Yesterday, a federal District Court for the Eastern District of Texas issued a Preliminary Injunction blocking the Department of Labor’s (DOL’s) new white collar overtime regulations, which were to go into effect on December 1, 2016. The lawsuit had been brought by 21 states (including Wisconsin) and numerous business organizations. The regulations, which increased the salary threshold for exempt status to $47,476 annually, will be prohibited from going into effect nationwide—at least for now.
The Court held that Congress intended the executive, administrative, and professional exemption to be based on the duties performed by the employee, and that the new salary threshold effectively supplanted the duties test, thus making salary the determinative factor for being able to claim the exemption. As such, the Court held that the DOL had exceeded its authority in this rulemaking and issued its Preliminary Injunction.
What Is the Long-Term Fate of the Law?
The injunction is “preliminary,” meaning that further proceedings will occur. The Court will further analyze the matter and determine whether the injunction should be permanent. The injunction is not the end of the litigation, and the actual lawsuit will proceed for a final judicial decision, including any further appeals.
For now, employers will not be required to increase salary levels to $47,476 for exempt employees, or reclassify employees paid less than that threshold as nonexempt. However, we expect that the DOL will appeal the injunction and ask for a stay of the injunction, which would result in the rules being implemented pending the appeal. So while this injunction provides temporary relief from the obligation to increase wages or reclassify workers, the question is not settled.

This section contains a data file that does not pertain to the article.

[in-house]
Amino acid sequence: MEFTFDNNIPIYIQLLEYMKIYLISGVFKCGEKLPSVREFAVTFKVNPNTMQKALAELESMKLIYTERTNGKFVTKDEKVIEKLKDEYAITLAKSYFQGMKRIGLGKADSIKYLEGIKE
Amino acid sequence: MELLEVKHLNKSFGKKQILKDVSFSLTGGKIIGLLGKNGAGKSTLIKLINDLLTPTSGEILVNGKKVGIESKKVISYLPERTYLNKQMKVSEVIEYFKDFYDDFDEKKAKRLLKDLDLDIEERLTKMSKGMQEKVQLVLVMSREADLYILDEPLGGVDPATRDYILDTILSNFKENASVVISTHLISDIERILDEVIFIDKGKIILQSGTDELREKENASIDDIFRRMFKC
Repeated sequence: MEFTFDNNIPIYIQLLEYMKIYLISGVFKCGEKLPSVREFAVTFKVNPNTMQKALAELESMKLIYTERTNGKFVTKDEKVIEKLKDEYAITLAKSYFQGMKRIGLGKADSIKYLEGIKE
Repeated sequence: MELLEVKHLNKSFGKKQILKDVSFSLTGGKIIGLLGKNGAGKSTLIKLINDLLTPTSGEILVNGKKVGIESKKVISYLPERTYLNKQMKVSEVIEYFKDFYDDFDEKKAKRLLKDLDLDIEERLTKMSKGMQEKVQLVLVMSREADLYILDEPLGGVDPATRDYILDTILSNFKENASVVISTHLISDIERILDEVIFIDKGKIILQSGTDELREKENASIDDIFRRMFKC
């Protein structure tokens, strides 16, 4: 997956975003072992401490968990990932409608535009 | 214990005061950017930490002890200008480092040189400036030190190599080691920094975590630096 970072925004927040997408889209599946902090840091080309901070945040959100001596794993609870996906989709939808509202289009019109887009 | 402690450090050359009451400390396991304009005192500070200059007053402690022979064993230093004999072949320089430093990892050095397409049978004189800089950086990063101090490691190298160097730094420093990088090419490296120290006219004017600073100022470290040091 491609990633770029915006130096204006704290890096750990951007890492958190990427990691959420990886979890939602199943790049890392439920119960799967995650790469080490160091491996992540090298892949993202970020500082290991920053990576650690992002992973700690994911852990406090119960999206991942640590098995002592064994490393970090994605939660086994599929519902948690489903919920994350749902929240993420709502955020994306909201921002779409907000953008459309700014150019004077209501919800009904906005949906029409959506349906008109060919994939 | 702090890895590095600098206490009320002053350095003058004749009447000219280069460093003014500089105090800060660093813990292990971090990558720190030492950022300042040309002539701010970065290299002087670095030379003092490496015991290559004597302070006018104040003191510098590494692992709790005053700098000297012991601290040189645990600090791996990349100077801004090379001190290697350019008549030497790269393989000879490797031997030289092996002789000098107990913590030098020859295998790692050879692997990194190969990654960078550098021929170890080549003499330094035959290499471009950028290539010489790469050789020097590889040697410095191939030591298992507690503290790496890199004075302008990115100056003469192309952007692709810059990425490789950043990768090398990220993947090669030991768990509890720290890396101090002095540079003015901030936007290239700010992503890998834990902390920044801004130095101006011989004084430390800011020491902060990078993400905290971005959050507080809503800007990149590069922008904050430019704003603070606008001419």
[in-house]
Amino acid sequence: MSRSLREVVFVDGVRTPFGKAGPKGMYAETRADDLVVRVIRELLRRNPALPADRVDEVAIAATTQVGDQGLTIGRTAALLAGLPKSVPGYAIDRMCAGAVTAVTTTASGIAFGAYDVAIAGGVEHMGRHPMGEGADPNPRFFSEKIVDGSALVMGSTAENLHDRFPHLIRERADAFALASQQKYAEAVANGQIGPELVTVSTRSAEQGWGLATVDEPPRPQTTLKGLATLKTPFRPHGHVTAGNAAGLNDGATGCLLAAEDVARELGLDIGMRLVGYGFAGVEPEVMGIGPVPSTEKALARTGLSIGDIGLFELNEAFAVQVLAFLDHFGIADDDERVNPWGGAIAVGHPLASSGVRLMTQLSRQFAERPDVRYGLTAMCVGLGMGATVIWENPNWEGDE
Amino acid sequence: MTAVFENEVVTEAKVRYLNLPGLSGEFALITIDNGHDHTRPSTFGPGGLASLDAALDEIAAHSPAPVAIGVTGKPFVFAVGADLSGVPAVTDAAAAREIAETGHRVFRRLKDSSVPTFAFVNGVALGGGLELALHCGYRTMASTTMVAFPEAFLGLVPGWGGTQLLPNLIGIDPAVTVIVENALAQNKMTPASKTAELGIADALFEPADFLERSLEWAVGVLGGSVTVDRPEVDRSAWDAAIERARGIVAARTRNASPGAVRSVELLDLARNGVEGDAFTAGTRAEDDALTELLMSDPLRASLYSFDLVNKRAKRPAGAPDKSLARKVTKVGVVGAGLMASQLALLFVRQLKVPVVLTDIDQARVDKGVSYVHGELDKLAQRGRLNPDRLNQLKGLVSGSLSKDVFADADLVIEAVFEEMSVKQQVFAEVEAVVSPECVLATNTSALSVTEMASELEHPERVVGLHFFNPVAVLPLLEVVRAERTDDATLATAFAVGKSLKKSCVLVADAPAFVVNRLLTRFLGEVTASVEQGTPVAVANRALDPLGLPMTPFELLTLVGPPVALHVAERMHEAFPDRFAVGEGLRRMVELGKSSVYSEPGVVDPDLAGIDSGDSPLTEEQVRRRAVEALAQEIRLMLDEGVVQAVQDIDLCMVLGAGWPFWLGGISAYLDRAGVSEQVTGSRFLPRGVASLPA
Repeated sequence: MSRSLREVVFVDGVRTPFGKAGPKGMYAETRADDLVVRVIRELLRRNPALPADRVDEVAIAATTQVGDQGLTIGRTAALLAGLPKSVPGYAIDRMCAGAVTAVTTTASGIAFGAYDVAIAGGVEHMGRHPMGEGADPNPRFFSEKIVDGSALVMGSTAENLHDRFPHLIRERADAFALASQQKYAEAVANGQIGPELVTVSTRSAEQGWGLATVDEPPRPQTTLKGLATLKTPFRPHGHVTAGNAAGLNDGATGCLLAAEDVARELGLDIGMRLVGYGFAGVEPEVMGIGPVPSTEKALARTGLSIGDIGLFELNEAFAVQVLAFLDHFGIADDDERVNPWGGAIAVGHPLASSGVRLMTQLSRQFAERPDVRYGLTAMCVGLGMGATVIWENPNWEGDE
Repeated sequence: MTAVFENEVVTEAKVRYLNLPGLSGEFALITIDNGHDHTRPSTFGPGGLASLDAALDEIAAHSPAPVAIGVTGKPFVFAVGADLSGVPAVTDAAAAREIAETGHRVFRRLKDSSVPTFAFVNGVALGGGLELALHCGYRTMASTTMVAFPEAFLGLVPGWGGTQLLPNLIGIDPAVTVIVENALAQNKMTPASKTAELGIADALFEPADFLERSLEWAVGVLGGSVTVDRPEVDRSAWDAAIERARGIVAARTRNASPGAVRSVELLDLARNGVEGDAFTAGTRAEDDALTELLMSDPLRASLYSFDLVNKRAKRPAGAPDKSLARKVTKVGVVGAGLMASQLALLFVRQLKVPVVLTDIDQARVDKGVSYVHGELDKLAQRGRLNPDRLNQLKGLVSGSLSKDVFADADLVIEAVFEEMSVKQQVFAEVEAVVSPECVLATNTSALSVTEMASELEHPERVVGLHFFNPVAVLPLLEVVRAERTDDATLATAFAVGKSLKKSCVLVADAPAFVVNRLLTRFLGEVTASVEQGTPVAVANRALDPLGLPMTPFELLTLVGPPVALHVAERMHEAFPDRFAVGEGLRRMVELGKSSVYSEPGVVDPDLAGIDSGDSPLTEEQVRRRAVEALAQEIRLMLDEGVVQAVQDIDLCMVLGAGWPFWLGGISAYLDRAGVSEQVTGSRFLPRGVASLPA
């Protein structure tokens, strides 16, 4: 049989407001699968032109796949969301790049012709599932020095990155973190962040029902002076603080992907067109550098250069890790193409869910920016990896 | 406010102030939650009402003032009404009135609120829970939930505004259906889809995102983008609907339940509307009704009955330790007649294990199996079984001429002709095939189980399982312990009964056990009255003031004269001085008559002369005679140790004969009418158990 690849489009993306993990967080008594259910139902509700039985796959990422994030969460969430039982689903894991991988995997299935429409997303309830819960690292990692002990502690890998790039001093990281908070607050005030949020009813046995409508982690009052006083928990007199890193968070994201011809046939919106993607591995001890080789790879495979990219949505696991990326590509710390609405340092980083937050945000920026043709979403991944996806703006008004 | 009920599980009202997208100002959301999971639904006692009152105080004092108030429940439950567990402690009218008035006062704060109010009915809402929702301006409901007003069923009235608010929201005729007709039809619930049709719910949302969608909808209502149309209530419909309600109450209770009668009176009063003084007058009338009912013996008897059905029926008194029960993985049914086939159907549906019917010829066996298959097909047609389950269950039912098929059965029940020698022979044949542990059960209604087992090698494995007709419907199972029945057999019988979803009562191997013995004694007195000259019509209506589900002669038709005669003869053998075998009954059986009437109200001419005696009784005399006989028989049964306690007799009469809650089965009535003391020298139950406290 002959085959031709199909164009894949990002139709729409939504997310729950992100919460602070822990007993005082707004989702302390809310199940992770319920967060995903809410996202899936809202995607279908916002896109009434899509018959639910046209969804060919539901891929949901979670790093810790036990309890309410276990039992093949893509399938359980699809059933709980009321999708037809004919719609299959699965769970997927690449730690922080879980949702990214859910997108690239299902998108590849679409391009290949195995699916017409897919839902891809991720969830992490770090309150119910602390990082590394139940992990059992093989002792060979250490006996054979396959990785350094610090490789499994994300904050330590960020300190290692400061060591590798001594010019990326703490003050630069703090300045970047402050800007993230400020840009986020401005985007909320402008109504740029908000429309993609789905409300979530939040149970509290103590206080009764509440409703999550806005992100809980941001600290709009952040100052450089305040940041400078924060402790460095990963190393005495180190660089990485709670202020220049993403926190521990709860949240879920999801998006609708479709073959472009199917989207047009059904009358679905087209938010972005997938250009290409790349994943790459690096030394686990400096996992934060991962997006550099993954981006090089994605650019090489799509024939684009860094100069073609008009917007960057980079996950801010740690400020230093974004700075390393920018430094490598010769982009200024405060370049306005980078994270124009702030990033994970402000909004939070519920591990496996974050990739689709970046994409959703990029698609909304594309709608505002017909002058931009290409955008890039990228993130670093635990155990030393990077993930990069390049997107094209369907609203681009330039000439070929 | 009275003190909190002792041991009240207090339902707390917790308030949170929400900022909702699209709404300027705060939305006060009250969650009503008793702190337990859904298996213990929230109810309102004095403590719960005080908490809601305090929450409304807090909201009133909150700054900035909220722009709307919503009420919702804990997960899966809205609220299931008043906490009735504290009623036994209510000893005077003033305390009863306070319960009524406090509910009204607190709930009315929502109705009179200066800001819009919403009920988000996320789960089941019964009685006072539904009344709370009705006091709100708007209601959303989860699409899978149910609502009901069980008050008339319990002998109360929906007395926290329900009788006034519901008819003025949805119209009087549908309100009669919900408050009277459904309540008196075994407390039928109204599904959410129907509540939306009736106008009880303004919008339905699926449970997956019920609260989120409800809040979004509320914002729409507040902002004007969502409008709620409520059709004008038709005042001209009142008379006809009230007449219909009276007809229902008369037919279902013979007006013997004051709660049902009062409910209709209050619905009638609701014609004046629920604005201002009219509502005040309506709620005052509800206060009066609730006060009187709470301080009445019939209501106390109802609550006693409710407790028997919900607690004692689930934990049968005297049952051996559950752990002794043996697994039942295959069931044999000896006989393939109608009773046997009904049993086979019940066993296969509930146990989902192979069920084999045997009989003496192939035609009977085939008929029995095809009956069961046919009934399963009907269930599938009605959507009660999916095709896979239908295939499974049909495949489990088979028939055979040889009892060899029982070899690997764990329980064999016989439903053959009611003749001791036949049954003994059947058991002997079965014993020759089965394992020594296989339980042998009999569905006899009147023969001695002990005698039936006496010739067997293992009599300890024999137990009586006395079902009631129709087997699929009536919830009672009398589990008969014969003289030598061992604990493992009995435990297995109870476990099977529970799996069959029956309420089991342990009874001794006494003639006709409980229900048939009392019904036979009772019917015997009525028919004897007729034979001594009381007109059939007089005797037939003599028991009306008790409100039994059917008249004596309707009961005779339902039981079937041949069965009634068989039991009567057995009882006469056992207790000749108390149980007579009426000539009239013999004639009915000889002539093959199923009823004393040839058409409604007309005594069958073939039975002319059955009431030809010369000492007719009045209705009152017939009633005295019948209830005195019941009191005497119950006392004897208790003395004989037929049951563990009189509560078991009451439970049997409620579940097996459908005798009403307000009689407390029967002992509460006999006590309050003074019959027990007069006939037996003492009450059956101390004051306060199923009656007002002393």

Looking ahead, a Republican-led Congress is much more likely to undercut the DOL regulations with legislation now that there is no longer the threat of a presidential veto. The incoming Trump administration could also put an end to the DOL’s efforts at defending the regulations. Even further out, assuming the new overtime regulations eventually go into effect, the administration may work to roll back some of the changes. In light of these possibilities, it is not known how far the DOL will go in attempting to defend the regulations.
What Does This Mean For Employers?
This development has created a good deal of uncertainty for employers going forward. Employers may have already taken the steps to comply with the new salary requirements, including reclassifying positions or granting raises. Other employers may have recently reclassified employees whose duties did not historically meet the exempt standards, and those changes should remain in place. Employers will need to look at whether their changes should have been in place all along, or if they were specific to the new salary requirement. Further, employers will need to decide if rolling back already announced or implemented measures, especially salary increases, is the best course of action in light of employee morale and other concerns.
The appropriate response to the overtime changes being placed on hold will vary from employer to employer. There is value in discussing with counsel how the injunction impacts your plans now and moving forward.
von Briesen & Roper Legal Update is a periodic publication of von Briesen & Roper, s.c. It is intended for general information purposes for the community and highlights recent changes and developments in the legal area. This publication does not constitute legal advice, and the reader should consult legal counsel to determine how this information applies to any specific situation.